I went into this film expecting an unconventional love story, and that’s exactly what I got. Is it the best romantic film out there? No, but it’s charming and off-beat, in the best way possible.
The story centers on two people, a pianist and an inventor, who are new neighbors. The walls in their building are paper thin, and at first they torment each other by making noise at all hours. They eventually develop a bond, and fall for each other. They never see each other, nor learn the other’s name (they call each other Whosit and Whatsit), but they talk through the walls every day. They soon know each other better than they’ve ever known anyone else, much to the amazement of their friends and family.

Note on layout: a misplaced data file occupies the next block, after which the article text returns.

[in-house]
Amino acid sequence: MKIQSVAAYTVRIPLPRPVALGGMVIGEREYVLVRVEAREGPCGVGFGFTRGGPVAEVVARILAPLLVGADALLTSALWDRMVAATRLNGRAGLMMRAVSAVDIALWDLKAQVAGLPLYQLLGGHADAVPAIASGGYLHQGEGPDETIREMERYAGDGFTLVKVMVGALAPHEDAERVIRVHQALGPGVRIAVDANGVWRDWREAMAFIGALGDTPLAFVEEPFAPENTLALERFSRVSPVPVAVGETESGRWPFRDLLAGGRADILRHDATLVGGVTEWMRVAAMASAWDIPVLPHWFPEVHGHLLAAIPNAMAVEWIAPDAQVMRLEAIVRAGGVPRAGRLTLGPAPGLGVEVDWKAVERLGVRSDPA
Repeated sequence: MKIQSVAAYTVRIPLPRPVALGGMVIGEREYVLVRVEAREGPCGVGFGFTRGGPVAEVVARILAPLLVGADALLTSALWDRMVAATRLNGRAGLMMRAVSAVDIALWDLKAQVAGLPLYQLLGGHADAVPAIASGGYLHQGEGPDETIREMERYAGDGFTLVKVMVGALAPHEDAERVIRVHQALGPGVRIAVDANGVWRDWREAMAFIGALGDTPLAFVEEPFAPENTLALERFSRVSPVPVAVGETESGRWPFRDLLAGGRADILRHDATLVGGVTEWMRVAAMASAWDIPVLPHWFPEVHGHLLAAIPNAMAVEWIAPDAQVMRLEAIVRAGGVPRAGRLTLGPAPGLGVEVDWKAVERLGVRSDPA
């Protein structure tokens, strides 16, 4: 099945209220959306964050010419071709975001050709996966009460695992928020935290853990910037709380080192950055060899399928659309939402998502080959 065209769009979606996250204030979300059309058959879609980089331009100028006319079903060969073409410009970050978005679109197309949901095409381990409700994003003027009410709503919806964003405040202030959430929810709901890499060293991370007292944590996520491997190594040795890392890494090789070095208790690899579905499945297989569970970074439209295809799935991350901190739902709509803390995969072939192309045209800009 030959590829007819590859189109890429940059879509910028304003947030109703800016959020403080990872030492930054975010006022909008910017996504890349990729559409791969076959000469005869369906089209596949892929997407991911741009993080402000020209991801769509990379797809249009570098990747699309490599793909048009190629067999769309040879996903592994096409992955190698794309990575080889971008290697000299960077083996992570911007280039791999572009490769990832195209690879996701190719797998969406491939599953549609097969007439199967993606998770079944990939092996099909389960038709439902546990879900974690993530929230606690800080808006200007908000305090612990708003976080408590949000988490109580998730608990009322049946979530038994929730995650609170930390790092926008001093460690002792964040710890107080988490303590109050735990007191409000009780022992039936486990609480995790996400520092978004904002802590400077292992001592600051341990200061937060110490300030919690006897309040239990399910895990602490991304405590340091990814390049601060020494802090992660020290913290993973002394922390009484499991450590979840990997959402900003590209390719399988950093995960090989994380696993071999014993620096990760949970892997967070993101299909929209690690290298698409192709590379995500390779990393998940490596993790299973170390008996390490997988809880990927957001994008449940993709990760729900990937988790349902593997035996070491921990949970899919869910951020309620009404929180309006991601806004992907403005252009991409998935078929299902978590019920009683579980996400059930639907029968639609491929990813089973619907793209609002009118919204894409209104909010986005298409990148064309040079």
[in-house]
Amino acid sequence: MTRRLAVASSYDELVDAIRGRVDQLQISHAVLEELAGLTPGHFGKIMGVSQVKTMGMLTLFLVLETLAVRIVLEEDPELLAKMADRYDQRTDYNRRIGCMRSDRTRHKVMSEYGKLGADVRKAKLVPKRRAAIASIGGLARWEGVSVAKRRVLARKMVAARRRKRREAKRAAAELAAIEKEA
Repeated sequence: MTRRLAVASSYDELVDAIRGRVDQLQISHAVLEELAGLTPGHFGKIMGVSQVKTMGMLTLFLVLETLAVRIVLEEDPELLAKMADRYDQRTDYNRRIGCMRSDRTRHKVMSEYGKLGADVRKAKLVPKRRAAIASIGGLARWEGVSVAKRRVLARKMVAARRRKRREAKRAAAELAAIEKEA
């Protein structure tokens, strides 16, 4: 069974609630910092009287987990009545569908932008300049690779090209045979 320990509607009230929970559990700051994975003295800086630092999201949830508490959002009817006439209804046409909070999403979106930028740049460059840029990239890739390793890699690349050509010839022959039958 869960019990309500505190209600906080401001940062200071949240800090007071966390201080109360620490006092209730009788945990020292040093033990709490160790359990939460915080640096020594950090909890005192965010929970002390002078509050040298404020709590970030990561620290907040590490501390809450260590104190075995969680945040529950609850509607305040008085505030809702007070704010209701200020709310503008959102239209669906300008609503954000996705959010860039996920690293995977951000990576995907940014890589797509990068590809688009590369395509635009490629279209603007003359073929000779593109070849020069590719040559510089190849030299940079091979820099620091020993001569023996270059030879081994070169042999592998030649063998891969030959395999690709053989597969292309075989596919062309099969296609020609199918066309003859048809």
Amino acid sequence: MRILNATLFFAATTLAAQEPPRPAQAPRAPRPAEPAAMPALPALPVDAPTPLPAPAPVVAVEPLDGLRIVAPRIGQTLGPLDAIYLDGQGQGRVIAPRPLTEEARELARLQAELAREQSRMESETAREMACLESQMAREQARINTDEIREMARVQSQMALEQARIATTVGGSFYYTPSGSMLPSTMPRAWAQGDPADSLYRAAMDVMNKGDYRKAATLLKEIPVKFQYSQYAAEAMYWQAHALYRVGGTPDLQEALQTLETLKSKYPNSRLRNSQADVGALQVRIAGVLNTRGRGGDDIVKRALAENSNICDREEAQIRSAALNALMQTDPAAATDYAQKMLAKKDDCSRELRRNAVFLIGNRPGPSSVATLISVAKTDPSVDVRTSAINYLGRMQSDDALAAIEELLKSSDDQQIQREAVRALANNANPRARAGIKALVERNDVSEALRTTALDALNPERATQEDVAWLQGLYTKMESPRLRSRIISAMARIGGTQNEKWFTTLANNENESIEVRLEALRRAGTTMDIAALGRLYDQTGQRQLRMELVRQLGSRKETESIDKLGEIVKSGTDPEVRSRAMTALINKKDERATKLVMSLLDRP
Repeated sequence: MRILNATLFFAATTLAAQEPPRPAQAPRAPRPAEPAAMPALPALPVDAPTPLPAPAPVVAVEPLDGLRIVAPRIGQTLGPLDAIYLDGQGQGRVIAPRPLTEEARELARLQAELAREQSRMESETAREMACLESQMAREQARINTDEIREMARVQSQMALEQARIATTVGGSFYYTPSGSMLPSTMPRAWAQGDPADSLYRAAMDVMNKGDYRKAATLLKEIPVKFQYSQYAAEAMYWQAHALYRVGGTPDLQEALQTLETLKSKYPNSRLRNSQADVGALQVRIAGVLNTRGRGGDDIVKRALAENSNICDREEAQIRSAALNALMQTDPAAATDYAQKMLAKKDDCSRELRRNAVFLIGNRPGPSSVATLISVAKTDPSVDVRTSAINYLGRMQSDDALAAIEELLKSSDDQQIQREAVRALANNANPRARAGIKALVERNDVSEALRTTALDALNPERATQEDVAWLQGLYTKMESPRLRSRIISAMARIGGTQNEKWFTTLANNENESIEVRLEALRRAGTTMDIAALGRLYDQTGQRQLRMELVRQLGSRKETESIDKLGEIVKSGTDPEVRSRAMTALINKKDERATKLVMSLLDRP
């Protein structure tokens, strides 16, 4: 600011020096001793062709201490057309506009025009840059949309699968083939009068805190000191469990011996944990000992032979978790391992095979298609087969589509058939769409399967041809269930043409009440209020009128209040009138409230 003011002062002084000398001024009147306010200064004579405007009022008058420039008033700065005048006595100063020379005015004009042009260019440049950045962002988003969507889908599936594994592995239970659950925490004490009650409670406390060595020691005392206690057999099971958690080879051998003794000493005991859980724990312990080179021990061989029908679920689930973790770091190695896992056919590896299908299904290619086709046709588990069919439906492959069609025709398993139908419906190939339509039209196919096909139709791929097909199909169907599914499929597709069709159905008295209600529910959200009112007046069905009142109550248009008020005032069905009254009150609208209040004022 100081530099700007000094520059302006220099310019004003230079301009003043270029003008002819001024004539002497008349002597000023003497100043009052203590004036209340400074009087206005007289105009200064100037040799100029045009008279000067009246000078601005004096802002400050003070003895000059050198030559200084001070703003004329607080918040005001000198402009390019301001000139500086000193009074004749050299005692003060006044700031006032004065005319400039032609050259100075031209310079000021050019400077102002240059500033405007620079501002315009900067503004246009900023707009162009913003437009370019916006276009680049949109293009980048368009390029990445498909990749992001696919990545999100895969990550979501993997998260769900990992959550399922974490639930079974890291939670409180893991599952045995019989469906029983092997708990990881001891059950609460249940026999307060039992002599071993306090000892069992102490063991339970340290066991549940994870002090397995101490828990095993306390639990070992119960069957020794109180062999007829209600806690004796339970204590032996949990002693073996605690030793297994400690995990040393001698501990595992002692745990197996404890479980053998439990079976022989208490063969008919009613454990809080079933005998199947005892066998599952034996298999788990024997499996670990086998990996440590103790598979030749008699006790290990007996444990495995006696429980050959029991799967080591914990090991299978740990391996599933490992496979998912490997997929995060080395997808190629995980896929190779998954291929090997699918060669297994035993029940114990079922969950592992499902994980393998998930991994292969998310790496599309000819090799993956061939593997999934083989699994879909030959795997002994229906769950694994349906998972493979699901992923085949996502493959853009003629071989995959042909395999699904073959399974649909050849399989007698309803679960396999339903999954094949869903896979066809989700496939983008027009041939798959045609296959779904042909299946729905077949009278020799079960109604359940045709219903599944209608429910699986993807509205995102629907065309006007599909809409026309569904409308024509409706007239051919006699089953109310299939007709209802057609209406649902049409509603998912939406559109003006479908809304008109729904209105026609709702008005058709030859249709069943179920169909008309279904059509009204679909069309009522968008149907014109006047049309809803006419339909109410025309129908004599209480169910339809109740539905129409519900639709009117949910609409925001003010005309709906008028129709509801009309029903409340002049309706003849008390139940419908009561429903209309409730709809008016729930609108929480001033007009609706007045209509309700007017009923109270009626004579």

The acting is good, and the chemistry between the two characters is adorable and charming. A few lines of dialogue fall flat, and the saccharine nature of the film will turn some people off. If you like a cute, quirky romantic film on occasion though, you’ll fall head over heels for Blind Date.
This is also a gorgeous film, especially considering the majority of the film only takes place in one location (theoretically). Colors pop, and the cinematography focuses on the characters, showing each other emotions in wonderful, sometimes painful, clarity.
Blind Date is a sweet film that shows how relationships can form, even if we can’t physically see or touch the other person. Some may find it too schmaltzy, but if you like a good against-the-odds romance film, give Blind Date a shot.